?Reconciling Is a Sacrificial Endeavor?

An interview with Dominique Gilliard

“We must face the fact that in America, the church is still the most segregated major institution in America. At 11:00 on Sunday morning when we stand and sing and Christ has no east or west, we stand at the most segregated hour in this nation. This is tragic. Nobody of honesty can overlook this.â€

~ Dr. King, December 18, 1963 at Western Michigan University

Can you tell us a little bit about your background as someone involved in racial reconciliation work within the church?

I grew up in Atlanta Georgia, in an African American church. During my teenage years I read and reflected upon the Dr. King’s above quote. It haunted me, and the more I learned about the racial history of both the church and our nation, I couldn’t escape the implications of King’s words. As a teenager, I began attending a multiethnic church and have remained in diverse churches since. The Lord used King’s words, my personal experiences, and the racial tensions of our nation to summon me to the ministry of racial reconciliation.

What do you think Christians need to do to foster further reconciliation and healing?

To foster reconciliation and healing within churches and the broader culture, Christians must be humble, repentant, and longsuffering. This process begins by having candid conversations about race, history, and injustice. This will enable us to confront difficult truths and confess Christianity’s role in racism’s legacy. We also have to learn to identify racism’s contemporary manifestations and then renounce and oppose them. To do this, we’ll have to begin distinguishing Americanisms from the gospel, substantiating our faith proclamations through our actions, and exegeting Scripture …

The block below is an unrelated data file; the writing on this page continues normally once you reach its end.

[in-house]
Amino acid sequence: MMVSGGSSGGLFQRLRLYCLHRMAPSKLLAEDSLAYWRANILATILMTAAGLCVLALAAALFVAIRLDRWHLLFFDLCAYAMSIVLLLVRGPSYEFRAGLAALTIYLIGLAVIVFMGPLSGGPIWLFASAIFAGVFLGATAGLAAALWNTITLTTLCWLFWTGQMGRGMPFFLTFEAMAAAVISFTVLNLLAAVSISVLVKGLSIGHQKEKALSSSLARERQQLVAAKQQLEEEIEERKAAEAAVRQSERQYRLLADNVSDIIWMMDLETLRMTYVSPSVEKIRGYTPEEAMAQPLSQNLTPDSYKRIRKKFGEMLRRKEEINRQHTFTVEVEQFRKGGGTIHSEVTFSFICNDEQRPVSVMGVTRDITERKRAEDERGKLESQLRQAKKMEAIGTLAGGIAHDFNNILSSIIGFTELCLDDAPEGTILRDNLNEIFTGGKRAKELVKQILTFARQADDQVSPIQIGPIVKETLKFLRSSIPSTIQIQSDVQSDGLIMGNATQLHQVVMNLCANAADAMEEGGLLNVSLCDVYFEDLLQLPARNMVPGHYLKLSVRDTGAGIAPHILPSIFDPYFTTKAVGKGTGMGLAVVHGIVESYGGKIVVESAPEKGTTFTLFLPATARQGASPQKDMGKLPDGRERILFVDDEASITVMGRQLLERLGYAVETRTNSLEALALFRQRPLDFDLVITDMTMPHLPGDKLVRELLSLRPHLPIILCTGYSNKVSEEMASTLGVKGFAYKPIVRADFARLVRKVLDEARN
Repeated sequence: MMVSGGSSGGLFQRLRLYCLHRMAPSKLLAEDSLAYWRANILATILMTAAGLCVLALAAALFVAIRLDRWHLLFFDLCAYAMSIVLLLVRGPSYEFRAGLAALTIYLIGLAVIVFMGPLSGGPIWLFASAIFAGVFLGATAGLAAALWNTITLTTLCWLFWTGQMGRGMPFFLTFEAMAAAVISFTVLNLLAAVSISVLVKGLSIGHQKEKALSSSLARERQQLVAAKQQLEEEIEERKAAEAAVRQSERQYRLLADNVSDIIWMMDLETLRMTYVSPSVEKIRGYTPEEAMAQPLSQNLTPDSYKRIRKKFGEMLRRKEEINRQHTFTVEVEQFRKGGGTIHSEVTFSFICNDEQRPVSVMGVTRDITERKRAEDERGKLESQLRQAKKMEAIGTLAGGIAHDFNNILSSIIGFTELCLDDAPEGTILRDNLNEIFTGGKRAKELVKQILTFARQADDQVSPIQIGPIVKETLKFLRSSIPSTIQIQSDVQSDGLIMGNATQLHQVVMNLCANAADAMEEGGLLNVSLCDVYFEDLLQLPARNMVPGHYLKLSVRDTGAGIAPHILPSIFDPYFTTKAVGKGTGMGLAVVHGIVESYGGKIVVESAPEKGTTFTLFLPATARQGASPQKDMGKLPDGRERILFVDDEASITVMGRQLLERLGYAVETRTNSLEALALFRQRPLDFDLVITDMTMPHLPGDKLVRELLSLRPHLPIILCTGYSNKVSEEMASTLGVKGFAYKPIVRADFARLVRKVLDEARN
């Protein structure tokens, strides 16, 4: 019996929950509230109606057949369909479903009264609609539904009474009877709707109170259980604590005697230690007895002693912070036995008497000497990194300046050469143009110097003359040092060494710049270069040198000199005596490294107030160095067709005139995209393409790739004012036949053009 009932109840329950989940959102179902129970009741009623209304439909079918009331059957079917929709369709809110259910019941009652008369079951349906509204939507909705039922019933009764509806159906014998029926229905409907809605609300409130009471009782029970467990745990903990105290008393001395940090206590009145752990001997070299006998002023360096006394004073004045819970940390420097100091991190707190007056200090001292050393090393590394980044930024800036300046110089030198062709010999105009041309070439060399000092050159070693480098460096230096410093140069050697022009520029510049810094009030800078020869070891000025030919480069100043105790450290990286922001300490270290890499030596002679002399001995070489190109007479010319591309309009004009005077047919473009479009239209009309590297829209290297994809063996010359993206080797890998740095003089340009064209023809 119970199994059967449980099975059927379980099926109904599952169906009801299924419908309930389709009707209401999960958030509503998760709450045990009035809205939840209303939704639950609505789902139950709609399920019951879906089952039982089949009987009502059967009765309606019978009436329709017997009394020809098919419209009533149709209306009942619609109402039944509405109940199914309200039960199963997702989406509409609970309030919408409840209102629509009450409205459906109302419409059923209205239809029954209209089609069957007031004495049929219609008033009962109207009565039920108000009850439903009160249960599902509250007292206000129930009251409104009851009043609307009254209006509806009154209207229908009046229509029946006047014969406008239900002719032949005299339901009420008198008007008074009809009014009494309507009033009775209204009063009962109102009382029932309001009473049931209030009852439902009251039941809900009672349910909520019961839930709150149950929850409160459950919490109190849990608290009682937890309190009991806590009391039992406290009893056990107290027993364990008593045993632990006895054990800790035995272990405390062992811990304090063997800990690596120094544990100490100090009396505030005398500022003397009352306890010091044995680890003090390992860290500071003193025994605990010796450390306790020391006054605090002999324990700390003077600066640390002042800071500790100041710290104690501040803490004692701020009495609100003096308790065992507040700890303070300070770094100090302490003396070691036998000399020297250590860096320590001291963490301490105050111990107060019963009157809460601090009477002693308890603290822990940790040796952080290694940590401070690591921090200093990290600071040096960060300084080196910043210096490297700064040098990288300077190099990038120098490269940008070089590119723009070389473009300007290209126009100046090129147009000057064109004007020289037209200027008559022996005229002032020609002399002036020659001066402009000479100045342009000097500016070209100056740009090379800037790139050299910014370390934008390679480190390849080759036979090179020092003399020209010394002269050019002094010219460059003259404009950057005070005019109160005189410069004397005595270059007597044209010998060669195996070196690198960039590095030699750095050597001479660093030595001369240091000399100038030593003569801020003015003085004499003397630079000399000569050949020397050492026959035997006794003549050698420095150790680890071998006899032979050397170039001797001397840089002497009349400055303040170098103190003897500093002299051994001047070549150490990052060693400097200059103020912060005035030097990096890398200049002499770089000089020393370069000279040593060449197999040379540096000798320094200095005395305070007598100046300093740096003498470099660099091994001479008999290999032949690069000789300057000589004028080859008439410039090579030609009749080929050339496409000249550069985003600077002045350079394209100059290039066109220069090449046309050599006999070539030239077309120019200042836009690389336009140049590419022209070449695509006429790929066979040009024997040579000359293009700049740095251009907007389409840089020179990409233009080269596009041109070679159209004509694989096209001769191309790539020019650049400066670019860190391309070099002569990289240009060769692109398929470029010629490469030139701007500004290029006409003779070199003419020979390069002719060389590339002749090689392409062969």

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Author

Amy Julia Becker

Amy Julia Becker is the author of A Good and Perfect Gift: Faith, Expectations and a Little Girl Named Penny (Bethany House), named one of the Top Books of 2011 by Publisher’s Weekly, and Penelope Ayers: A Memoir. Her next book, Small Talk: Learning from my Children about What Matters Most (Zondervan) will be published in October of 2014. A graduate of Princeton University and Princeton Theological Seminary, she blogs regularly for Christianity Today about faith, family, disability, and culture. She is also the author of two ebooks, the forthcoming What Every Woman Needs to Know About Prenatal Testing: Insights from a Mom who has Been There, and Why I Am Both Spiritual and Religious. Her essays have appeared in the Motherlode blog of the New York Times, the Atlantic online, First Things, The Philadelphia Inquirer, The Hartford Courant, The Christian Century, Christianity Today, The Huffington Post, and Parents.com. Amy Julia lives with her husband Peter and three children, Penny, William, and Marilee, in western Connecticut.